PS5 Extended Storage Solutions
The PlayStation 5 experience hinges on its custom-architectured SSD, and the onboard storage is a scant 825 GB. Rumors said the SSD would hypothetically drop file sizes thanks to eliminating the need for duplicate assets, but reports of PS5 game sizes aren’t exactly promising (and we haven’t even heard how big Call of Duty will be next-gen). Microsoft recently revealed its 1 TB SSD expansion card for the Xbox Series X would cost $220. Sony’s custom SSD is going to further limit compatibility for extended storage, and likely make the options available rather expensive, but Sony hasn’t yet talked about how people can solve bumping up against that 825 GB cap.
In addition, there are still a lot of questions about extended HDD storage. Sure, we know we can use existing external hard drives to store and run PS4 games via backwards compatibility, but how does that work? Can I simply plug in the drive I am using on my PS4 and continue using it without issue on the PS5? Do I need to redownload hundreds of games, or will the PS5 recognize the hard drive as registered to my PSN account without any issues? Sony needs to address PS5 storage solutions from all angles soon.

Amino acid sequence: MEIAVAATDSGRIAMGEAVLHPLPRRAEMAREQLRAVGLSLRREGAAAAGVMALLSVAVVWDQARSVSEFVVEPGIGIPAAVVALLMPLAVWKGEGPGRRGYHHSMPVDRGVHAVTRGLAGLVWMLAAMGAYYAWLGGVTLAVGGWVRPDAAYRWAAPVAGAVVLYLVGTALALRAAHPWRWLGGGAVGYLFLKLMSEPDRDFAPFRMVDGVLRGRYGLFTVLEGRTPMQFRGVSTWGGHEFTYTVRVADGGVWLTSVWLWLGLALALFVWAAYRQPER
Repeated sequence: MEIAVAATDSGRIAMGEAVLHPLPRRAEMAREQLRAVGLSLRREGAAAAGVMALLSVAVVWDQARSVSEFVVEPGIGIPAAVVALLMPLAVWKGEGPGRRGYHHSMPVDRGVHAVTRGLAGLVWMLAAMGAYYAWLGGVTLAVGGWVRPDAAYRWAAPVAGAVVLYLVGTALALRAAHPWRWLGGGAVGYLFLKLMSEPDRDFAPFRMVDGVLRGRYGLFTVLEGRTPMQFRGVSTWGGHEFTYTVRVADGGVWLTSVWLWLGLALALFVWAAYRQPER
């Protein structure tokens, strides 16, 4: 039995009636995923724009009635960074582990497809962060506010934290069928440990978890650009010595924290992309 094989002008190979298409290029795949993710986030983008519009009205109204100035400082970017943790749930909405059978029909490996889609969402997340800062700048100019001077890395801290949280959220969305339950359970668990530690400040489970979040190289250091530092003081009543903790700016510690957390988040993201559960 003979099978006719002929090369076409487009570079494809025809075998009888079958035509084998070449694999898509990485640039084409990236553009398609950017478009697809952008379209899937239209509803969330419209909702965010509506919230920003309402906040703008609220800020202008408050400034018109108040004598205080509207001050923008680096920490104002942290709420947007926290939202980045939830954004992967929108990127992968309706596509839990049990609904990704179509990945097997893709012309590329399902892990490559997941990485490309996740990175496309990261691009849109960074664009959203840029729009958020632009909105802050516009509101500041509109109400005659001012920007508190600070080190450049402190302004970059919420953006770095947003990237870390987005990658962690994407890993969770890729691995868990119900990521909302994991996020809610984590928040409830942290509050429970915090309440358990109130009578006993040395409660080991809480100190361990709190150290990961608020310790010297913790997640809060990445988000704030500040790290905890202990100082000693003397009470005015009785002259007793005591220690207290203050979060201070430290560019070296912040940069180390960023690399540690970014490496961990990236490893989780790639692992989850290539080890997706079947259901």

DualSense Create Button
Remember when the DualSense was revealed and the DualShock 4’s “Share” button got a big change to “Create,” with vague promises to talk about how the functionality of this button would be evolving in the future? We still have no idea what the Create button actually does. This ties in with needing more information about the PS5 firmware features. The Create button will likely activate and access new options and features in the PS5 UI, but we’ve been left with “Create” as a big mystery in favor of focusing on the controller’s haptic feedback and adaptive triggers. Could it enable a hardware-based photo mode?
PS5 Dolby Atmos Support/Tempest Engine